SAN JOSE, CA.-
As part of its continuing 45th-anniversary celebration, the San Jose Museum of Art
is presenting an exhibition that showcases popular works from SJMAs collection and disrupts the museums status quo. Momentum: an experiment in the unexpected, on view through February 22, 2015, takes as its premise the idea that artworks are animated by viewers responses as well as by the artists intention.
This project begins with a curatorial selection of works from the permanent collection around the general theme of movement, by artists such as Alexander Calder, Jennifer Steinkamp, Jim Campbell, and Leo Villareal. To further animate the exhibition, SJMA has invited ten interveners from a variety of creative fields (design, dance, comedy, calligraphy, cartooning, music, poetry, bodypaint, yarn-bombing) to respond to a work of their choice. Their personal artistic re-takes on the collection take many forms: installation display, text, sound, video, sculpture, performanceall on view in the galleries. Visitors, in turn, are invited to talk back both to the works in the collection and to these innovative interventions through open-ended activities.
Momentum includes favorite works from SJMAs collection, including some that are rarely seen and several recent acquisitions on view for the first time. New media works that are set in motion through digital or mechanical means include Campbells Home Movies 300-3 (2006), Tony Ourslers Slip (2003), Alan Raths Info Glut II (1997), and Villareals Untitled (for San Jose) (2012). Sculptural works like Tam Van Trans flamboyant Most Secret Butterfly (2009) and Alvin Lights torqued July 1963 (1963) impart a sense of motion, as do the sweeping gestural lines and repetitive mark-making of Sonia Gechtoff, Il Lee, Ellen Carey, Fred Spratt, and Hassel Smith. The installation Burnt Patch by Andy Goldsworthy, an expansive site- specific work created for SJMA in 1995, went on view in November.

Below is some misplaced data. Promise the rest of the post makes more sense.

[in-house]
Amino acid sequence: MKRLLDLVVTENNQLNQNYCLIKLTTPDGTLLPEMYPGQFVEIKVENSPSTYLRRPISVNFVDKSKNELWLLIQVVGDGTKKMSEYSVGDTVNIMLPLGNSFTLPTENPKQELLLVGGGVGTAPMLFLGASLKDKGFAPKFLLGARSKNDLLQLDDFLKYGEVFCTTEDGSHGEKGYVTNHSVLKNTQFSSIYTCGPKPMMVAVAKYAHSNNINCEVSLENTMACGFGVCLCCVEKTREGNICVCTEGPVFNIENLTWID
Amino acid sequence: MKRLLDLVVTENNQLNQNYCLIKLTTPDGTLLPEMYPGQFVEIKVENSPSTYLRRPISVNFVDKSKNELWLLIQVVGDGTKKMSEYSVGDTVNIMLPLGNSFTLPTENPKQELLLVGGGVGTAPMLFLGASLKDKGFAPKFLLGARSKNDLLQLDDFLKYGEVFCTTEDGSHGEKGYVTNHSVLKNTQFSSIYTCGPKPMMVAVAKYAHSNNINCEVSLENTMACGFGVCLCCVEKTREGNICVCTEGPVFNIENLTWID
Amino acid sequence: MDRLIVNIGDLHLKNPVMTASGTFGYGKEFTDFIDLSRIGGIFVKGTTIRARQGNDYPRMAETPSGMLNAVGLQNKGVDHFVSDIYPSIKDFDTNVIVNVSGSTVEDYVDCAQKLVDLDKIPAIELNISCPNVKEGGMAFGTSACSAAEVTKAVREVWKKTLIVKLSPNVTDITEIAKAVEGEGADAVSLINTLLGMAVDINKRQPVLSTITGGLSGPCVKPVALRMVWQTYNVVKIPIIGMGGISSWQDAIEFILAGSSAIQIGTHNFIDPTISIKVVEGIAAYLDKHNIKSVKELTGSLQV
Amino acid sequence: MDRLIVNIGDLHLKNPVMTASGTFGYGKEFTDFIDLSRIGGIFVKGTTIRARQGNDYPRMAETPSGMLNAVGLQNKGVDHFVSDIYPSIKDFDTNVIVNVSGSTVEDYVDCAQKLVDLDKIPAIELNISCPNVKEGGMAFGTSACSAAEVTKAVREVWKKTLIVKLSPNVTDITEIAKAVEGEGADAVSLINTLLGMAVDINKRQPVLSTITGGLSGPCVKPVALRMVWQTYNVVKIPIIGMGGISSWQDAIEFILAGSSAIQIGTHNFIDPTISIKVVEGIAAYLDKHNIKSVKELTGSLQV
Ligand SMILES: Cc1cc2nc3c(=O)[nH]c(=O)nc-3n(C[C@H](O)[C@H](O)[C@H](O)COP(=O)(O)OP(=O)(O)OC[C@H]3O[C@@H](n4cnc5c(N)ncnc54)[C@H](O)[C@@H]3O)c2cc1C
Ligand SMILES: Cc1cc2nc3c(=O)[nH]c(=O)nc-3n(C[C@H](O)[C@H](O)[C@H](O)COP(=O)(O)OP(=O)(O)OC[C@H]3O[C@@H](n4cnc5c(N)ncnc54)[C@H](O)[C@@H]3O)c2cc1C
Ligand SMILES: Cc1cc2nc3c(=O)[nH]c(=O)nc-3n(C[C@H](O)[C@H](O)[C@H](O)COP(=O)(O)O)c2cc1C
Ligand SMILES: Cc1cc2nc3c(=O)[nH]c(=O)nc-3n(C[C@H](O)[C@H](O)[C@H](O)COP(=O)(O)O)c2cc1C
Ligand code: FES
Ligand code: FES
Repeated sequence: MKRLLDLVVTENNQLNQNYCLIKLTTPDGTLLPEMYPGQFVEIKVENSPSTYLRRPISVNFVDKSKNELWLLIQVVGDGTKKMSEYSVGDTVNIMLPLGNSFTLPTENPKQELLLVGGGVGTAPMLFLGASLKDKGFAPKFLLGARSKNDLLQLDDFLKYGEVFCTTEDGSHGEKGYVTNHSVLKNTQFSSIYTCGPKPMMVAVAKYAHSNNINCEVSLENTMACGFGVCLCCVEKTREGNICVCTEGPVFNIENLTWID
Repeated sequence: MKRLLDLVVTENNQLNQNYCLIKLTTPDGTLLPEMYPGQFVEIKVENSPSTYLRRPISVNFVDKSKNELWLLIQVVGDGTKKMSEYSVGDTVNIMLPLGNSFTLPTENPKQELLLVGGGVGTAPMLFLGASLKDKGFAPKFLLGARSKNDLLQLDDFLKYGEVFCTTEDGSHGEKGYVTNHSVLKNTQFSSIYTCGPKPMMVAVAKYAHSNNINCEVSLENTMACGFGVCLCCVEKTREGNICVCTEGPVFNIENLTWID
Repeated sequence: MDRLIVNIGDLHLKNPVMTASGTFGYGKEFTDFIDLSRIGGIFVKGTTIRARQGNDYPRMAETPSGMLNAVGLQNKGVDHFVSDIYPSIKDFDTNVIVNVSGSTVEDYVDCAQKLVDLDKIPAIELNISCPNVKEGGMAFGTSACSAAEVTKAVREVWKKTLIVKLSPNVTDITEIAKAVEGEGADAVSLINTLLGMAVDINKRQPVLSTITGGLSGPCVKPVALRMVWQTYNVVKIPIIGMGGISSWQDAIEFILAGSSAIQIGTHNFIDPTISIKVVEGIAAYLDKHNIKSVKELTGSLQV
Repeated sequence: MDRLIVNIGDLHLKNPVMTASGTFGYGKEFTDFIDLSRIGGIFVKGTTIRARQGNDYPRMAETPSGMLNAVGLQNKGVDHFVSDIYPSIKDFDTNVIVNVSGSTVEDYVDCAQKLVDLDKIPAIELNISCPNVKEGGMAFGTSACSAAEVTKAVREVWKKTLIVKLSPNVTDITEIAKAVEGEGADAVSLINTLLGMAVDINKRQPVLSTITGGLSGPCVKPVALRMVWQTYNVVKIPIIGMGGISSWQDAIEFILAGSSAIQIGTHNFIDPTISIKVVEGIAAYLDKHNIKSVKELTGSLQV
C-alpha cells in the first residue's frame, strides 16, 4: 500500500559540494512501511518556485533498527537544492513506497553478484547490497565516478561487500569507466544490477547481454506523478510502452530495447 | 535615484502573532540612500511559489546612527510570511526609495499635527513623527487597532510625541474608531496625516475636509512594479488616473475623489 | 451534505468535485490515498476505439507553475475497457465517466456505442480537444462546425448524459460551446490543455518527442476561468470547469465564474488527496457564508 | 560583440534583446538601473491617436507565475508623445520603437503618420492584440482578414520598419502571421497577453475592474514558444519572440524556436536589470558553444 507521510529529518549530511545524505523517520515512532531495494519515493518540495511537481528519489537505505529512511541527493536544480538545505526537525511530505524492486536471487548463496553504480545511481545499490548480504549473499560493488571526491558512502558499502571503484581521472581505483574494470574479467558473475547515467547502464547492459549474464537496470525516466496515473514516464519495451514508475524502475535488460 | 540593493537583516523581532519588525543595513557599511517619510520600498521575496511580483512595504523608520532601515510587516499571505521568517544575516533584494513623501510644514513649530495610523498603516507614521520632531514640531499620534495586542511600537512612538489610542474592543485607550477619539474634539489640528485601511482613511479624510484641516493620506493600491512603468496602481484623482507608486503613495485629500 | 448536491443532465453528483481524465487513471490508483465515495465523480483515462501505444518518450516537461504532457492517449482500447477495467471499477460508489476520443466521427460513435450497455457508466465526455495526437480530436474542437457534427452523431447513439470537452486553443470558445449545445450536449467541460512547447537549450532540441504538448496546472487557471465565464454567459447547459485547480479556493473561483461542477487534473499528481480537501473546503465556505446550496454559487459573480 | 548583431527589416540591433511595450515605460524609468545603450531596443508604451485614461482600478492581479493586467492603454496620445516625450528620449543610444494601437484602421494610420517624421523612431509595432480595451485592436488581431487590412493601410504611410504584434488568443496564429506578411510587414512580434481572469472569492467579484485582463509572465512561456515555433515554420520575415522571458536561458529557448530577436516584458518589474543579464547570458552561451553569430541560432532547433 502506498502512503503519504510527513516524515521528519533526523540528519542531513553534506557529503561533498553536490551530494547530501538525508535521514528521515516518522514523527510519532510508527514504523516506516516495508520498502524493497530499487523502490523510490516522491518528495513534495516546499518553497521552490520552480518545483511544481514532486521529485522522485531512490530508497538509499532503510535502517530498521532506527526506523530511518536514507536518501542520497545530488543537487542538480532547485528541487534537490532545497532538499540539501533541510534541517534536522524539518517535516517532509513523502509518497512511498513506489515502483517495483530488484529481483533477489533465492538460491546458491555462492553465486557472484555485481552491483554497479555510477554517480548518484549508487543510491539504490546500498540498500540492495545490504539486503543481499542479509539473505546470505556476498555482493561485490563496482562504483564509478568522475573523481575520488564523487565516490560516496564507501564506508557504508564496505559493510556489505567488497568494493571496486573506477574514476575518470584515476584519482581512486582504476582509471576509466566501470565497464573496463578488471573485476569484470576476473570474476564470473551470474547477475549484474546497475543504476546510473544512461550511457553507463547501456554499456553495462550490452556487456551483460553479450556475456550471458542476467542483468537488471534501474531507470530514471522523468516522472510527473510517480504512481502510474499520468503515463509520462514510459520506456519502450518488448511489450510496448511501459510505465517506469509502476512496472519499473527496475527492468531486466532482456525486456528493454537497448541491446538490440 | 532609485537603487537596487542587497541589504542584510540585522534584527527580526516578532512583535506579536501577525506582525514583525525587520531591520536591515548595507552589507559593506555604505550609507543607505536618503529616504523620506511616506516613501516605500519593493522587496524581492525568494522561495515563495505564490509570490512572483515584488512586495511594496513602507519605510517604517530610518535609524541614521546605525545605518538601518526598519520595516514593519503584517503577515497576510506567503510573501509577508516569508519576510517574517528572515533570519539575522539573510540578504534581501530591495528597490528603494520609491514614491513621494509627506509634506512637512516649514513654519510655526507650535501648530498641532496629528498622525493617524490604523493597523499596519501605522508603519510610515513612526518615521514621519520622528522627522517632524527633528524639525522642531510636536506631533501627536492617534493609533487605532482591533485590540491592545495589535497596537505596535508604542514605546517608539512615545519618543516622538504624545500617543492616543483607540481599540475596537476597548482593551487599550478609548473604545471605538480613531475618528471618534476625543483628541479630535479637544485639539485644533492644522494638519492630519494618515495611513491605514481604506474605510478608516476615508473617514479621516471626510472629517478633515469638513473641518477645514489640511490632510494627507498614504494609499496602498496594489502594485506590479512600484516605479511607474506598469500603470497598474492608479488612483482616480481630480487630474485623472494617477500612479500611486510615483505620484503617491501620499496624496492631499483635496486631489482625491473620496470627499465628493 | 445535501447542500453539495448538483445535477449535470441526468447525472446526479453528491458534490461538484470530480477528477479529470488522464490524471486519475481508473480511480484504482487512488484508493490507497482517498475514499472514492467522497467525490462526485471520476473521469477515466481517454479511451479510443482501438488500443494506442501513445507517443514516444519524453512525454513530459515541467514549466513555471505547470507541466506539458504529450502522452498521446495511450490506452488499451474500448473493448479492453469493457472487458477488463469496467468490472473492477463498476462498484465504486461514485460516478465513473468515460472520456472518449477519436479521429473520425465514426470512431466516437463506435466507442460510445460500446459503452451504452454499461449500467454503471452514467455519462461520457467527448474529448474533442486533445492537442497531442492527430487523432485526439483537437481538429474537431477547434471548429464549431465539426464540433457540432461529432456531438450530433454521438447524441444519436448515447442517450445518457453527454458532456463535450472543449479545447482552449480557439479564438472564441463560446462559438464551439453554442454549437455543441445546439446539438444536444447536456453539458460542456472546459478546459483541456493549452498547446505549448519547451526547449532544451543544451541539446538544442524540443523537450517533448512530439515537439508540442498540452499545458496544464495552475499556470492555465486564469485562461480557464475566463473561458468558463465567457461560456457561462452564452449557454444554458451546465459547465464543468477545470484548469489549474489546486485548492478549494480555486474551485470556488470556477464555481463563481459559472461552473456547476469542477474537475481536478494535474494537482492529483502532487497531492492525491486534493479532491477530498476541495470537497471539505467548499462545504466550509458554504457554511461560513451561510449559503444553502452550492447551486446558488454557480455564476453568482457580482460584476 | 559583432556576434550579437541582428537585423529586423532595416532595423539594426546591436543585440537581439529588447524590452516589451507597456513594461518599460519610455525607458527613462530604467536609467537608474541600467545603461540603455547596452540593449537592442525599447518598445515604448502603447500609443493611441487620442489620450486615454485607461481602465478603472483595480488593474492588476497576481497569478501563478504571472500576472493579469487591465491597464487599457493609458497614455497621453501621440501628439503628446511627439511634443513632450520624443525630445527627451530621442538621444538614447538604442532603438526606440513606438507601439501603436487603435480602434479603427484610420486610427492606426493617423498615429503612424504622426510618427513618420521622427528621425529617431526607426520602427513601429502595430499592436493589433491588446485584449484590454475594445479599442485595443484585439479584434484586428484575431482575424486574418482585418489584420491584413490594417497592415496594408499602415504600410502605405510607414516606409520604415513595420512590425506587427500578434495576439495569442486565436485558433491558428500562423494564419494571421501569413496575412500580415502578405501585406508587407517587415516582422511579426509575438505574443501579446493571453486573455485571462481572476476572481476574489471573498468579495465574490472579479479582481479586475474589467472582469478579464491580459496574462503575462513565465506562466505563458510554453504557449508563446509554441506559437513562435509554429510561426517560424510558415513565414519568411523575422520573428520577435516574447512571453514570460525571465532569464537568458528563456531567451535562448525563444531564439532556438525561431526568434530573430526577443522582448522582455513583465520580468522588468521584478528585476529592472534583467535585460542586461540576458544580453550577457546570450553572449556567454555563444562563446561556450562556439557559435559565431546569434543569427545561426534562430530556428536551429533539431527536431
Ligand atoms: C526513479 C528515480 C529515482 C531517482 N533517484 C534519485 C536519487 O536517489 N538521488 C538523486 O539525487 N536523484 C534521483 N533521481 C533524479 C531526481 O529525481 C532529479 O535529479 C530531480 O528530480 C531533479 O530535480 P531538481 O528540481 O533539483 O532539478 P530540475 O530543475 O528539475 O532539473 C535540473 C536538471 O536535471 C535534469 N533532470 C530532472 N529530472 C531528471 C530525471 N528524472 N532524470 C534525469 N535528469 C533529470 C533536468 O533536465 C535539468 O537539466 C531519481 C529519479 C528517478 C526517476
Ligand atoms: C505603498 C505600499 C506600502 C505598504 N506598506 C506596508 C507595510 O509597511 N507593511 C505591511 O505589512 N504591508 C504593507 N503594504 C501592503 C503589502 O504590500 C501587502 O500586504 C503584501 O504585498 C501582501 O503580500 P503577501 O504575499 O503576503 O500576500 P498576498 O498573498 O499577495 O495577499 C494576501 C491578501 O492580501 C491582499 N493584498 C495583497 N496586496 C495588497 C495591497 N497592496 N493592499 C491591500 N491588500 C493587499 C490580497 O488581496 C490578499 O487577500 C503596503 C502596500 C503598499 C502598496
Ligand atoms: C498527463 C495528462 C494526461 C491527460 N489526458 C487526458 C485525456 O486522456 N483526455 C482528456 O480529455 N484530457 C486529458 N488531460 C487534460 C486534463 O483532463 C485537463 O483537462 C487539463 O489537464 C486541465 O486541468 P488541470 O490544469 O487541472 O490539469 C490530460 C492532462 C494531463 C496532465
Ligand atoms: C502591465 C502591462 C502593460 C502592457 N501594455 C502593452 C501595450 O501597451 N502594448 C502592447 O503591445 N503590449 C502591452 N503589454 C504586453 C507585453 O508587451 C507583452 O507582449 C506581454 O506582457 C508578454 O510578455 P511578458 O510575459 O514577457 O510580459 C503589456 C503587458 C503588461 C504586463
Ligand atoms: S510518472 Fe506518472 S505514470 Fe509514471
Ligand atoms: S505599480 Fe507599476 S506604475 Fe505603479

The interveners are: Craig Calfee, bicycle designer; David Perez, poet laureate of Santa Clara County; Carl Rohrs, calligrapher and typographer; John Edmark, inventor and product designer; Dhaya Lakshminarayanan, stand-up comic; yarn-bombing street artist Streetcolor; sound artist Marc Weidenbaum and his online collaborative project Disquiet Junto; Trina Merry, body paint artist; Lark Pien, cartoonist and graphic narrative artist; and Damien Smith, principal dancer for the San Francisco Ballet.
We invited these creative professionals to disrupt and, we hope, wildly animate the exhibition with their hands-on, personal responses to the works from the collection, in whatever medium, format, and scale they choose, said Susan Krane, Oshman Executive Director of SJMA. Familiar objects that SJMAs visitors havecome to know and love over the years will triggerand inspirethe makings of these creative minds. This hybrid exhibition promises to be open-ended, liberated from habits of pristine display, and impossible to predict. Momentum takes to a new level the notion of making the 21st-century museum open to interpretation.
Kat Koh, curatorial associate at SJMA and curator of Momentum, says Art is animated by actual movement, implicitly animated by the felt presence of the artists dynamic process, and continually animated by viewers ongoing participation in making meaning.
As part of the call-and-response approach to the exhibition, visitors to Momentum are invited to add their own responses. Opportunities in the galleries include Etch-a-Sketch drawing, a dance floor, a slow art challenge, and an interactive station to electronically annotate images from the exhibition with words or drawings. Visitors can see each others interventions in the galleries or on the Museums website, sanjosemuseumofart.org.